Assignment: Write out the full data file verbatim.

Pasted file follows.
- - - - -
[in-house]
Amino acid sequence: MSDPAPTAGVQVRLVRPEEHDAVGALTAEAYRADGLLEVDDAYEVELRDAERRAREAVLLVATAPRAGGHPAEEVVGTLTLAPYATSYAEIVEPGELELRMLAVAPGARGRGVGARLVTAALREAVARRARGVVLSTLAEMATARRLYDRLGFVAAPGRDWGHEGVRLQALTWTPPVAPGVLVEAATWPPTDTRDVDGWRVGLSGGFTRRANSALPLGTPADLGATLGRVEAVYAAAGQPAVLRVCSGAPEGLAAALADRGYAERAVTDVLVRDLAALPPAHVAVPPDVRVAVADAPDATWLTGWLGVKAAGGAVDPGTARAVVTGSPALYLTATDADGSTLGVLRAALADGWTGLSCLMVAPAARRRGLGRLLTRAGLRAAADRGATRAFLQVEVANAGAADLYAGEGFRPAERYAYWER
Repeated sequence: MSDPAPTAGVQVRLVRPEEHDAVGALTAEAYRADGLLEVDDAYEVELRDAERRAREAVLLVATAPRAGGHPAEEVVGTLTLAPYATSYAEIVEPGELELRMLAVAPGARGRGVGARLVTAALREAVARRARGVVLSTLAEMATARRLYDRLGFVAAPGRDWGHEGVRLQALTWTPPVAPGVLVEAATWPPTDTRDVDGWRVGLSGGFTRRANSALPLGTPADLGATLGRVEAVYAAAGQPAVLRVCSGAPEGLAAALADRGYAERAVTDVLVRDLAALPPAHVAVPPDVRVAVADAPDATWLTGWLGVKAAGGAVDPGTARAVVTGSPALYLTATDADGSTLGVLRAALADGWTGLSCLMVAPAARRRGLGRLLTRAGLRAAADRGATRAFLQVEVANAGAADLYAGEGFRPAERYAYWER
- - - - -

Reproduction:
[in-house]
Amino acid sequence: MSDPAPTAGVQVRLVRPEEHDAVGALTAEAYRADGLLEVDDAYEVELRDAERRAREAVLLVATAPRAGGHPAEEVVGTLTLAPYATSYAEIVEPGELELRMLAVAPGARGRGVGARLVTAALREAVARRARGVVLSTLAEMATARRLYDRLGFVAAPGRDWGHEGVRLQALTWTPPVAPGVLVEAATWPPTDTRDVDGWRVGLSGGFTRRANSALPLGTPADLGATLGRVEAVYAAAGQPAVLRVCSGAPEGLAAALADRGYAERAVTDVLVRDLAALPPAHVAVPPDVRVAVADAPDATWLTGWLGVKAAGGAVDPGTARAVVTGSPALYLTATDADGSTLGVLRAALADGWTGLSCLMVAPAARRRGLGRLLTRAGLRAAADRGATRAFLQVEVANAGAADLYAGEGFRPAERYAYWER
Repeated sequence: MSDPAPTAGVQVRLVRPEEHDAVGALTAEAYRADGLLEVDDAYEVELRDAERRAREAVLLVATAPRAGGHPAEEVVGTLTLAPYATSYAEIVEPGELELRMLAVAPGARGRGVGARLVTAALREAVARRARGVVLSTLAEMATARRLYDRLGFVAAPGRDWGHEGVRLQALTWTPPVAPGVLVEAATWPPTDTRDVDGWRVGLSGGFTRRANSALPLGTPADLGATLGRVEAVYAAAGQPAVLRVCSGAPEGLAAALADRGYAERAVTDVLVRDLAALPPAHVAVPPDVRVAVADAPDATWLTGWLGVKAAGGAVDPGTARAVVTGSPALYLTATDADGSTLGVLRAALADGWTGLSCLMVAPAARRRGLGRLLTRAGLRAAADRGATRAFLQVEVANAGAADLYAGEGFRPAERYAYWER